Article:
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Students: Coronavirus

Question for Department for Education

UIN 151716, tabled on 9 February 2021

To ask the Secretary of State for Education, what discussions he has had with the Chancellor of the Exchequer about providing financial support to university students during covid-19; and what support is being provided for students' (a) mental health and (b) remote learning.

Answered on

22 February 2021

The government is aware of the disproportionate impact this crisis will have on some students. Officials are working with the sector to continue to monitor the situation.

We have worked closely with the Office for Students (OfS) to help clarify that providers can draw upon existing funding to increase hardship funds and support disadvantaged students impacted by the COVID-19 outbreak. Providers are able to use the funding, worth around £256 million for academic year 2020/21, towards student hardship funds, including the purchase of IT equipment for remote learning, and mental health support. We are also making available an additional £50 million of hardship funding this financial year. In total we have made £70 million of funding available for student hardship given the £20 million made available to higher education (HE) providers in December 2020.

Providers will have flexibility in how they distribute the funding to students, in a way that will best prioritise those in greatest need. We will continue to monitor the situation to look at what impact this funding is having.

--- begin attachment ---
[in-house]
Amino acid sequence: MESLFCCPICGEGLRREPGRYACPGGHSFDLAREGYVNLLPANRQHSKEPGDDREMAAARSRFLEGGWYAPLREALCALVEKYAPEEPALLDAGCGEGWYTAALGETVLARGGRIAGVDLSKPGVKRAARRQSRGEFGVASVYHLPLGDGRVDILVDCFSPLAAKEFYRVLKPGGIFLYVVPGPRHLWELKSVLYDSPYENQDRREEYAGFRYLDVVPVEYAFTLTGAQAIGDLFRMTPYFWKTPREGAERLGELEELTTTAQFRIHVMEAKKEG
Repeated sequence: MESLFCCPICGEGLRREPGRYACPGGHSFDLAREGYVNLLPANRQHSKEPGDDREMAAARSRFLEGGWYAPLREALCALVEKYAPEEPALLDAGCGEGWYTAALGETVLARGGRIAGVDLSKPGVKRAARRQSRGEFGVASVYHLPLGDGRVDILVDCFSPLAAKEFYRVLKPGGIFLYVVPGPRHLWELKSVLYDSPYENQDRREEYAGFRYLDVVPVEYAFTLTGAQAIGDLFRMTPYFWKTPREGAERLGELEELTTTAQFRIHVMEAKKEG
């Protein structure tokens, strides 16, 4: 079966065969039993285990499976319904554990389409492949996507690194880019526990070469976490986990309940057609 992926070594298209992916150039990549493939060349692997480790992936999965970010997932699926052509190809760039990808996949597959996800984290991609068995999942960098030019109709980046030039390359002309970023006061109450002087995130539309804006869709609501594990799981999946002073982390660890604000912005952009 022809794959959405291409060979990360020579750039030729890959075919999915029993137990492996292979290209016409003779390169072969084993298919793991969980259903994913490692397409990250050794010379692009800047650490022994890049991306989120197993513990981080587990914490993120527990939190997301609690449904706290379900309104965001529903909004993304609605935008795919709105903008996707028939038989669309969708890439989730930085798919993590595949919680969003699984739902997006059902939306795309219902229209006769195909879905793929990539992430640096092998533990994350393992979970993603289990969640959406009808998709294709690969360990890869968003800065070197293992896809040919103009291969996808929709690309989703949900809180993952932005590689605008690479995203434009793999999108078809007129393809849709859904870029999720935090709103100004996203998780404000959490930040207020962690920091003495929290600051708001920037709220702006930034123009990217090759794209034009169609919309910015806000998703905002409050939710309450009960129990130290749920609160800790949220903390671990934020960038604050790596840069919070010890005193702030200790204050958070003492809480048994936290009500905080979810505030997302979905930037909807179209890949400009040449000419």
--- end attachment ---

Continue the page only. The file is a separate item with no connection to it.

We have worked with the OfS to provide Student Space, which has been funded with up to £3 million by the OfS. Student Space is a mental health and wellbeing platform that aims to bridge any gaps in support for students arising from this unprecedented situation and is designed to work alongside existing services. I have been clear that ensuring students have access to quality mental health support is my top priority, which is why I asked the OfS to look at extending the platform. I am delighted they have been able to extend the platform to support students for the whole 2020/21 academic year because no student should be left behind at this challenging time. This resource provides dedicated one-to-one phone, text and web chat facilities as well as a collaborative online platform providing vital mental health and wellbeing resources.

Furthermore, we have asked the OfS to allocate £15 million towards student mental health in 2021/22 through proposed reforms to Strategic Priorities Grant funding.

On 13 January 2021, I wrote to the OfS, the regulator for HE providers in England. I outlined government expectations of the HE sector: universities should maintain the quality and quantity of tuition and seek to ensure that all students, regardless of their background, have the resources to study remotely.

The OfS does not get involved in individual student complaints. Students can, however, notify the OfS of issues that may be of regulatory interest to it. These are called ‘notifications’. The OfS uses this information as part of its regulatory monitoring activity and keep HE providers under review to ensure that they comply with the ongoing conditions of registration.

OfS has produced a guide for students to support them in this process:

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